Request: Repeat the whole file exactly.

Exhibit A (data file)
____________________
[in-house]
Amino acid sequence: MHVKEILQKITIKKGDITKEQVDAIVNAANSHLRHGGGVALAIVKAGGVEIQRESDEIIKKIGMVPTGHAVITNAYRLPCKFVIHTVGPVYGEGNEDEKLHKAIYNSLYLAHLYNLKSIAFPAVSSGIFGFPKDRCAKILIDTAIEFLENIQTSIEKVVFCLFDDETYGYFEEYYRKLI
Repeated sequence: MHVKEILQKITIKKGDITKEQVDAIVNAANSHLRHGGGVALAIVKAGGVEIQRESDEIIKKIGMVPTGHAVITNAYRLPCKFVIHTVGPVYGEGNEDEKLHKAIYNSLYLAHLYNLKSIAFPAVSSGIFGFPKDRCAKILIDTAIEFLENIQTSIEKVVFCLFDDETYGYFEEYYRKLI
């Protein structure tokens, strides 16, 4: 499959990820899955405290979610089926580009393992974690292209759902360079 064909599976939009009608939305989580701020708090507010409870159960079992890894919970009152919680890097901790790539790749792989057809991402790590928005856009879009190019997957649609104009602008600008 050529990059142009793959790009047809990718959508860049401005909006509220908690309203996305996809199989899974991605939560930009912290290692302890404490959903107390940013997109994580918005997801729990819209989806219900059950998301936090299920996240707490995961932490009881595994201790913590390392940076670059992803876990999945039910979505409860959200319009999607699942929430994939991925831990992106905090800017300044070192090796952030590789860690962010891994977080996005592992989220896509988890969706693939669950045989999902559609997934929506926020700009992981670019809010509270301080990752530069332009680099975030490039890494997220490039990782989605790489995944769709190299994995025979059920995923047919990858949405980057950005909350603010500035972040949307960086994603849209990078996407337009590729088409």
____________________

[in-house]
Amino acid sequence: MHVKEILQKITIKKGDITKEQVDAIVNAANSHLRHGGGVALAIVKAGGVEIQRESDEIIKKIGMVPTGHAVITNAYRLPCKFVIHTVGPVYGEGNEDEKLHKAIYNSLYLAHLYNLKSIAFPAVSSGIFGFPKDRCAKILIDTAIEFLENIQTSIEKVVFCLFDDETYGYFEEYYRKLI
Repeated sequence: MHVKEILQKITIKKGDITKEQVDAIVNAANSHLRHGGGVALAIVKAGGVEIQRESDEIIKKIGMVPTGHAVITNAYRLPCKFVIHTVGPVYGEGNEDEKLHKAIYNSLYLAHLYNLKSIAFPAVSSGIFGFPKDRCAKILIDTAIEFLENIQTSIEKVVFCLFDDETYGYFEEYYRKLI
């Protein structure tokens, strides 16, 4: 499959990820899955405290979610089926580009393992974690292209759902360079 064909599976939009009608939305989580701020708090507010409870159960079992890894919970009152919680890097901790790539790749792989057809991402790590928005856009879009190019997957649609104009602008600008 050529990059142009793959790009047809990718959508860049401005909006509220908690309203996305996809199989899974991605939560930009912290290692302890404490959903107390940013997109994580918005997801729990819209989806219900059950998301936090299920996240707490995961932490009881595994201790913590390392940076670059992803876990999945039910979505409860959200319009999607699942929430994939991925831990992106905090800017300044070192090796952030590789860690962010891994977080996005592992989220896509988890969706693939669950045989999902559609997934929506926020700009992981670019809010509270301080990752530069332009680099975030490039890494997220490039990782989605790489995944769709190299994995025979059920995923047919990858949405980057950005909350603010500035972040949307960086994603849209990078996407337009590729088409």